Sheer greed, addiction to drugs, personal financial issues and other issues may drive an aide or nurse to steal from a senior. I have encountered many highly-dedicated aides and nurses who would never, ever steal from anyone, especially a senior or person with a disability. Yet there always seems to be one or two at a facility who choose to harm a senior, throw away their education as well as their license to practice, and risk prison. At times; though, the greed, addiction, or other issues that drive such people to steal from seniors or people with disabilities reaches extremes.
An attorney from the city of Chicago, who has become an activist due to his concerns for seniors, has defined, 'elder-cleansing,' as a three step process. It is one I have never encountered before and it is highly disturbing. The reason it is so disturbing is because it does not involve an aide or nurse who is greedy, addicted to drugs, or who considers their own issues to be more serious than a felony against a member of an at-risk population.
The process described by Attorney Kenneth Ditkowsky as, 'elder-cleansing,' and its three steps goes like this:
A court asserts dominion over a senior's life and assets by appointing a guardian for the senior. Mr. Ditkowsky detailed one such instance which involved Mary Sykes in which legal process was not adhered to. Next, the senior is systematically isolated from family members and friends who may become concerned and their assets are pilfered by the same guardian the court appointed to conserve their estate! The last stage of elder-cleansing, according to Mr. Ditkowsky, happens when the senior - who has become isolated and placed in a facility, is drugged until they die. In one instance of elder-cleansing, a senior had the gold fillings in her mouth taken out for the cash the gold was worth.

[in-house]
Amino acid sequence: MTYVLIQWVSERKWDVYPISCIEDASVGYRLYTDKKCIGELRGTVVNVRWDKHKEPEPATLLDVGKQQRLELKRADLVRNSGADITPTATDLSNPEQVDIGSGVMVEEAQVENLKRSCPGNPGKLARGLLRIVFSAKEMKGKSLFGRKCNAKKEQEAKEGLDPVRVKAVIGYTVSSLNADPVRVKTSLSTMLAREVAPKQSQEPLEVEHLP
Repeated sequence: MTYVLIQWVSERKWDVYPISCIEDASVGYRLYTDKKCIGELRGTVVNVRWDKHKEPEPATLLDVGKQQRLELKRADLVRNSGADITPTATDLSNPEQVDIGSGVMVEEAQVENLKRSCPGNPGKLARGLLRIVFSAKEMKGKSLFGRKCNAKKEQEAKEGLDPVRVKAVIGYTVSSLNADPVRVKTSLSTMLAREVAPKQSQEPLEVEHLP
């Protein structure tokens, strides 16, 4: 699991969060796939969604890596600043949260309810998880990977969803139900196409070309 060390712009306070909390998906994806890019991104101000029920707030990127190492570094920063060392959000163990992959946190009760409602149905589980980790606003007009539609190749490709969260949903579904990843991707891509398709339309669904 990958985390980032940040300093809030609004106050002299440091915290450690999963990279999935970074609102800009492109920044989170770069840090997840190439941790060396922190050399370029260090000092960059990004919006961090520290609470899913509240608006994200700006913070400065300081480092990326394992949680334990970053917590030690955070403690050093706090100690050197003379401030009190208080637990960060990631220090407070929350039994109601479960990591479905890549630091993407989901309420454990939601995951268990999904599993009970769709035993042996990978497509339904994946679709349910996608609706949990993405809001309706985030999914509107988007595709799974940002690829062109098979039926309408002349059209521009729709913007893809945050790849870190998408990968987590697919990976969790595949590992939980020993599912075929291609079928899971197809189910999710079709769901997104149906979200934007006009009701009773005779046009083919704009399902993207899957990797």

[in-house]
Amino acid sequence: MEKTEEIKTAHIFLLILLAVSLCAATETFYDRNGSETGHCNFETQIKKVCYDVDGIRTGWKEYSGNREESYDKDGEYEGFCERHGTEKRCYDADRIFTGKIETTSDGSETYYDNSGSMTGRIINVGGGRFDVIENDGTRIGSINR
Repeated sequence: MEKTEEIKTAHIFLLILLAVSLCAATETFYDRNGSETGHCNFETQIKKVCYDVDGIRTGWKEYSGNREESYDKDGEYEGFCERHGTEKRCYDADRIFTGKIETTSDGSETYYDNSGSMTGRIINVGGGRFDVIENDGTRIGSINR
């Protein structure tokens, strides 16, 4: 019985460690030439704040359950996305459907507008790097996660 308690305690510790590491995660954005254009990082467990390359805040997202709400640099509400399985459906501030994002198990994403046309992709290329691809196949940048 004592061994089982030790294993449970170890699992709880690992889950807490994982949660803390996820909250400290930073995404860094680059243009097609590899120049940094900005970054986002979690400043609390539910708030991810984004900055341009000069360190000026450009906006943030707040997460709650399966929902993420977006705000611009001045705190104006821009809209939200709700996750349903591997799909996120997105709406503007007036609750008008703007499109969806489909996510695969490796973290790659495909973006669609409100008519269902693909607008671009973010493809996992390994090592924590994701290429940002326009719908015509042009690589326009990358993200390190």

Abuse may happen to any older person, yet often affects people who depend on others for assistance with activities of daily living, to include bathing, dressing, and taking prescription and over-the-counter medications. The criminals who pursue these crimes seek out seniors and people with disabilities because they perceive seniors and people with disabilities to be, 'easy victims.'
Mistreatment of seniors and people with disabilities is not something that will stop on its own. Someone else needs to become involved and end it. A number of seniors are too ashamed to report the abuse they experience. Some are afraid that if they report the abuse, it will get back to the caregiver and the abuse will only get worse. If you think you know someone who is being abused; emotionally, physically, or financially - talk to the person when you are alone with them. You could say that you are worried and that you think something is wrong. Offer to take the person to get help, such as through Adult Protective Services.
The majority of physical wounds heal over time. Yet any type of mistreatment may leave a person feeling scared and depressed. At times, the person thinks the abuse is their own fault. Protective service agencies might suggest support groups and counseling that can help the person who has been abused to heal their emotional wounds.
The U.S. Age Discrimination in Employment Act (ADEA) protects individuals who are 40 years of age or older from employment discrimination based on age. The law forbids discrimination with regard to any aspect of employment, including hiring, firing, pay, job assignments, promotions, layoffs, training, fringe benefits, and any other term or condition of employment. It is also unlawful to harass a person because of his or her age or retaliate against a person for raising a claim of age discrimination. The U.S. Equal Employment Opportunity Commission (EEOC), "Age Discrimination: An Overview of the Law and Recent Commission Decisions", article discusses the analysis of age discrimination claims and recent case law - including U.S. Supreme Court decisions and Commission decisions.